Disk defragmenter in Linux

Tim ignored_mailbox at yahoo.com.au
Wed Dec 28 12:51:28 UTC 2005

On Wed, 2005-12-28 at 07:57 +0800, John Summerfied wrote:
> Might I observe that the many-partitions layout so often recommended 
> gives you all the disadvantages of a fragmented drive from day one?

Though, that would be in situation where the system is trying to read
several different files at once.  And even with one partition, it can
still act that way, because your commands and your data files (for
instance) might be nowhere near each other on the disk structure.

If you were doing something that needed very little interruptions of
data traffic, like high resolution video capture straight to disk, I'd
be recommending that you had a separate drive for such things, on a
different host controller, too.

But I doubt, that for most people, the differences in timing between one
partition or many are going to be that noticeable.  I've run systems
using various permutations of partitions, none was really noticeably
faster than others.  My main like for partitioning is other reasons.

e.g. Ever had to sit through an 80 meg drive being checked, because one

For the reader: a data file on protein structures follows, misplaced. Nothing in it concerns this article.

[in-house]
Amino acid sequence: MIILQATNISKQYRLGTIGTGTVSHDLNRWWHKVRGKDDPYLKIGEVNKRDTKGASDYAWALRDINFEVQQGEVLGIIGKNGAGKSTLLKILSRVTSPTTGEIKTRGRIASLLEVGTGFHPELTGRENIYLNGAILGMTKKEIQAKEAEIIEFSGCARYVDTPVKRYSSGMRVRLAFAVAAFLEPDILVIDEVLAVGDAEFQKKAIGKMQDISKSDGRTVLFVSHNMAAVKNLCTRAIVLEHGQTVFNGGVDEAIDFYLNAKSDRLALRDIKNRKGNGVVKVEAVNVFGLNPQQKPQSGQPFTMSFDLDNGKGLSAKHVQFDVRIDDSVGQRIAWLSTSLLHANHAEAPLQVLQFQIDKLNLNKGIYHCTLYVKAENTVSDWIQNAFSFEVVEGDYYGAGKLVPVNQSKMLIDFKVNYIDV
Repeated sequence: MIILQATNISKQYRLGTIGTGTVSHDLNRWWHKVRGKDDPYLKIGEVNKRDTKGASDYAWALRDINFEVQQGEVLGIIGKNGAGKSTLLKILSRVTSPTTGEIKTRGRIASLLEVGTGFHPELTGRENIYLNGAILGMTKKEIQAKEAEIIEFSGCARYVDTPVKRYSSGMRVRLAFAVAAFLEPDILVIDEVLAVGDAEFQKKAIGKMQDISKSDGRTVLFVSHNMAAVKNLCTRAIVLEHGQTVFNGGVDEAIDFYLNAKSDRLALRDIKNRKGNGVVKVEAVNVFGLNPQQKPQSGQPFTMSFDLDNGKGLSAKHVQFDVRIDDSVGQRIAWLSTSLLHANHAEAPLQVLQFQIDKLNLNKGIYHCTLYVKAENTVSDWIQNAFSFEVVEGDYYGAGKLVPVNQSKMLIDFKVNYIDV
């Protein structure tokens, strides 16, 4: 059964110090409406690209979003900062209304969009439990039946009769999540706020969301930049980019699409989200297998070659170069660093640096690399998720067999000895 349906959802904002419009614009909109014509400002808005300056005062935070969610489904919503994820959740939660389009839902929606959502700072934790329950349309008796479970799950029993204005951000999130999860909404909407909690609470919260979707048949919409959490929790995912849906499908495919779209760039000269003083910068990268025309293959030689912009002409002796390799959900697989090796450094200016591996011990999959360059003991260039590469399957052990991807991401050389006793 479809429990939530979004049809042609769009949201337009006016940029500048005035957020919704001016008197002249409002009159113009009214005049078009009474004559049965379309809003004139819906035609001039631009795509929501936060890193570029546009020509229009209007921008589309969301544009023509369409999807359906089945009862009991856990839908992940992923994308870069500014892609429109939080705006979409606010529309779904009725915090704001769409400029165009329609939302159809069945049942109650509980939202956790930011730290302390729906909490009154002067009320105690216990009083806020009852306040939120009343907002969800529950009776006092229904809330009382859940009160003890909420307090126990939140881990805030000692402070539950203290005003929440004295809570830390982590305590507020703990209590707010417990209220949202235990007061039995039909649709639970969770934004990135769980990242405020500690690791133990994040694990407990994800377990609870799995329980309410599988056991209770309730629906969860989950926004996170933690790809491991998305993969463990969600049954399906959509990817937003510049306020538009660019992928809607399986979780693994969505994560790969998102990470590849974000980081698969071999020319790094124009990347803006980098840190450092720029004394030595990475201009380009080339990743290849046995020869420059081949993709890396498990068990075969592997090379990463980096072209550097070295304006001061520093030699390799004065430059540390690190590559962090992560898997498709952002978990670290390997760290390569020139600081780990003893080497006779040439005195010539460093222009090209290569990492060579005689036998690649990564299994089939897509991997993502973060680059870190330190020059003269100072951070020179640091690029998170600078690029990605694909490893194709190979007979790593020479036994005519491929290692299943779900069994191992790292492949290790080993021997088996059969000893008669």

file that you probably don't care about caused the system to do so?  On
a multi-partition system, if I see a warning about a error in /tmp, I
won't fsck the drive.

And, as you say, backing up home, or updating a system leaving home
untouched, and that sort of thing.  Not that I've noticed a way to get
Linux to leave one partition alone during the installation routine, and
use it afterwards.

There's one quite serious potential problem if you don't partition:
Something that would otherwise have filled up a /tmp partition that's
easy for you to work around to fix up, can fill up the entire drive
space, and that's much harder to deal with.

Don't send private replies to my address, the mailbox is ignored.
I read messages from the public lists.

More information about the fedora-list mailing list